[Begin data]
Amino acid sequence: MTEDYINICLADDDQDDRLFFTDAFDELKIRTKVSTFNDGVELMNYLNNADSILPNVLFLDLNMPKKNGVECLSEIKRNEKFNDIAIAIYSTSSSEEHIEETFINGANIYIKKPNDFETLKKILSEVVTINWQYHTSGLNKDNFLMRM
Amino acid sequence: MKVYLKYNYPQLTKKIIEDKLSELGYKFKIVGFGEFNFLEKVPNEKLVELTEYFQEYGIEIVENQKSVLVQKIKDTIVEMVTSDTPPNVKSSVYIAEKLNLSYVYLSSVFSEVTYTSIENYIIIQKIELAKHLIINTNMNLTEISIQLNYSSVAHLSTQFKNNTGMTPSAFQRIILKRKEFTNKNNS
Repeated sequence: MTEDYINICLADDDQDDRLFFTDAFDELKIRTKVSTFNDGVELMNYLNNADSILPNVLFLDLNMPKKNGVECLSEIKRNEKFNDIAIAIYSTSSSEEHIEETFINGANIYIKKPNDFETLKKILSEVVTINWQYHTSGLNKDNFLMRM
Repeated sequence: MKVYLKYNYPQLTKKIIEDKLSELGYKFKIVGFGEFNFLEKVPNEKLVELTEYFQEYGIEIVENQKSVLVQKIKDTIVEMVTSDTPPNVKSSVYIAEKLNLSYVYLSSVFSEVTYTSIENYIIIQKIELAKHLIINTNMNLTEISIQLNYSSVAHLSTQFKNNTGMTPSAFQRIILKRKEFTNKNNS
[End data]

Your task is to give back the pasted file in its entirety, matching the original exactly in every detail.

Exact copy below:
Amino acid sequence: MTEDYINICLADDDQDDRLFFTDAFDELKIRTKVSTFNDGVELMNYLNNADSILPNVLFLDLNMPKKNGVECLSEIKRNEKFNDIAIAIYSTSSSEEHIEETFINGANIYIKKPNDFETLKKILSEVVTINWQYHTSGLNKDNFLMRM
Amino acid sequence: MKVYLKYNYPQLTKKIIEDKLSELGYKFKIVGFGEFNFLEKVPNEKLVELTEYFQEYGIEIVENQKSVLVQKIKDTIVEMVTSDTPPNVKSSVYIAEKLNLSYVYLSSVFSEVTYTSIENYIIIQKIELAKHLIINTNMNLTEISIQLNYSSVAHLSTQFKNNTGMTPSAFQRIILKRKEFTNKNNS
Repeated sequence: MTEDYINICLADDDQDDRLFFTDAFDELKIRTKVSTFNDGVELMNYLNNADSILPNVLFLDLNMPKKNGVECLSEIKRNEKFNDIAIAIYSTSSSEEHIEETFINGANIYIKKPNDFETLKKILSEVVTINWQYHTSGLNKDNFLMRM
Repeated sequence: MKVYLKYNYPQLTKKIIEDKLSELGYKFKIVGFGEFNFLEKVPNEKLVELTEYFQEYGIEIVENQKSVLVQKIKDTIVEMVTSDTPPNVKSSVYIAEKLNLSYVYLSSVFSEVTYTSIENYIIIQKIELAKHLIINTNMNLTEISIQLNYSSVAHLSTQFKNNTGMTPSAFQRIILKRKEFTNKNNS